Should Doctors Refuse to Treat Unvaccinated People?
Should Doctors Refuse to Treat Unvaccinated People?
A story appeared on August 17 in the Alabama News with the headline, “Alabama doctor says he won’t treat unvaccinated people: “COVID is a miserable way to die.”
Tarris Rosell, DMin, PhD, Rosemary Flanigan Chair, sent a link to the article to colleagues on staff at the Center for Practical Bioethics, asking three questions:
• Punishment or persuasion?
• Patient abandonment or physician’s right?
• Commendable or unethical?
Erika Blacksher, PhD, John B. Francis Chair, responded to Dr. Rosell, which led to the following lightly edited dialog, which we believe presents important ethical considerations. Please note that their thoughts are framed by an understanding of the facts of the case as presented by the reporter.
BLACKSHER: Should doctors not treat obese patients on grounds that they will not control their weight? Should doctors not treat lung cancer in patients who have smoked all their lives on grounds they should have quit or never started? Should doctors not treat diabetic patients who do a lousy job of managing their diet?
I’ve always argued against personal responsibility for health arguments on a variety of moral grounds, including these. That not treating these patients:
(1) holds people responsible for conditions and situations not fully under their full control or whose health-consequential habits were set in early in life;
(2) would violate a physician’s duty to treat those who are ill and vulnerable, regardless of causation; and furthermore,
(3) that the origins of poor health and disease are manifold with behavior being only one among other causative factors. (The County Health Ranking Logic Model attributes 30% of preventable morbidity and premature death to behavior, 40% to social/economic environment, 10% to physical environment, and 20% to clinical care.)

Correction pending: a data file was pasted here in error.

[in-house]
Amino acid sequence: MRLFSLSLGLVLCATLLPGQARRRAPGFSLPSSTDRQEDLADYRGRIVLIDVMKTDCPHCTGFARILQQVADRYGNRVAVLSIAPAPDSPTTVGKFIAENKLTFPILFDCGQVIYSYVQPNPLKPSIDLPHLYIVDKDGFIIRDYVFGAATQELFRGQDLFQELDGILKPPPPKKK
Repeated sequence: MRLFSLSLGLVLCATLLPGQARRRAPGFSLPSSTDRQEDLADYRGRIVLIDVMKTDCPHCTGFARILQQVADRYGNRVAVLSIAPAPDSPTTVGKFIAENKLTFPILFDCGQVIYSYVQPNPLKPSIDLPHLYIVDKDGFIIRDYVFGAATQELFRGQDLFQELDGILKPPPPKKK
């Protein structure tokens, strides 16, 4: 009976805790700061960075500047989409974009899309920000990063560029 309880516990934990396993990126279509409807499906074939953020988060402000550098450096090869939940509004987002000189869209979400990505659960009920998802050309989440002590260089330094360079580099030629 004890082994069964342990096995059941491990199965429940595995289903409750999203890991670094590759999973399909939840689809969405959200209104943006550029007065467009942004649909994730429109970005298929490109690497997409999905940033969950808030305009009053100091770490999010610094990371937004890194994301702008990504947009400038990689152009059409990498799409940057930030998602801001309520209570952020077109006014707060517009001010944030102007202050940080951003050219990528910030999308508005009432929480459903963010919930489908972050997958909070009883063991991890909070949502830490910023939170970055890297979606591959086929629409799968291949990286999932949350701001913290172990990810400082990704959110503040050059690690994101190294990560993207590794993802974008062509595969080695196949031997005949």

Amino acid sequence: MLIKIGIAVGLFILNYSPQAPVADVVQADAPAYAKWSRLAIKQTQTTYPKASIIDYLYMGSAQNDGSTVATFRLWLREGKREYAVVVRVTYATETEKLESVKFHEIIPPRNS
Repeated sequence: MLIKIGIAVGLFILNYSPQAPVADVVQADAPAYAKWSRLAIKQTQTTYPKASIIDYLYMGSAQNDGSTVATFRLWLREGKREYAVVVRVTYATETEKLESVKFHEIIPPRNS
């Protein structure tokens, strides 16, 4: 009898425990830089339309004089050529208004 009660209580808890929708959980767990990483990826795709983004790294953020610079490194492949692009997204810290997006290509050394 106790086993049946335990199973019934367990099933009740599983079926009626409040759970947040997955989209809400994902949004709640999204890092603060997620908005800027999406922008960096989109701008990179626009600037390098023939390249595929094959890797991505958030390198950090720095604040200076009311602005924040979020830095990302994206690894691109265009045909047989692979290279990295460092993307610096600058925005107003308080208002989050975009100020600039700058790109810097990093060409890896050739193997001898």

COVID cases are, however, different from these chronic disease cases in some ethically important ways, the most potent being:
(1) Causation is much more linear: no vaccine = vulnerability to sickness and potential death, and
(2) This is a highly transmissible infectious disease that imposes serious other-regarding harms (health and economic) to individuals, communities, and society as a whole given the need for herd immunity.
Still, some of the other concerns about personal responsibility remain relevant:
(1) Social circumstances may make it difficult for some people to get the vaccine. For example, people may have to juggle multiple jobs, childcare and eldercare or may be hundreds of miles from the nearest pharmacy or vaccination site, or may worry about the cost, even though COVID-19 vaccines are free to all.
(2) People may not understand the science of infectious disease and vaccines and so may be vulnerable to misinformation or disinformation or overestimate the chances of side effects.
But, Terry, I am very sympathetic to the fact that healthcare providers and anyone who is vaccinated are frustrated and angry and have good reasons to be.
ROSELL: Erika, I agree with you that, “COVID cases are, however, different from these chronic disease cases in some ethically important ways.”
Probably the Alabama primary care physician who is requiring COVID vaccination of patients who wish to remain his patients could agree with both of us about professional obligations versus personal (patient) responsibility in chronic care.
However, I think he could have a ready rejoinder to your proposed arguments for why those considerations apply to COVID vaccination as well. Dr. Valentine might respond:
• If one of my patients say they have had insufficient time or access for immunization, we can offer them an appointment to be immunized at our clinic, and without cost to the patient.
• If a patient expresses misunderstanding of the vaccine and/or COVID, we can offer medical information and advice. That’s what doctors do.
If Dr. Valentine’s patient chooses NOT to take the appointment and also refuses medical counsel, that sounds like a choice to be seen elsewhere or nowhere. Not so?
BLACKSHER: I don’t disagree with you, Terry. That patient appears to be making a choice. Yet I am deeply ambivalent about triaging medical services on the basis of people’s choices rather than the patients’ needs even in the midst of this pandemic. The prospect of physicians refusing to care for patients whose ‘covid was their own dang fault’ is horrific to my mind. Where does such reasoning lead? What sorts of practice precedent does it set?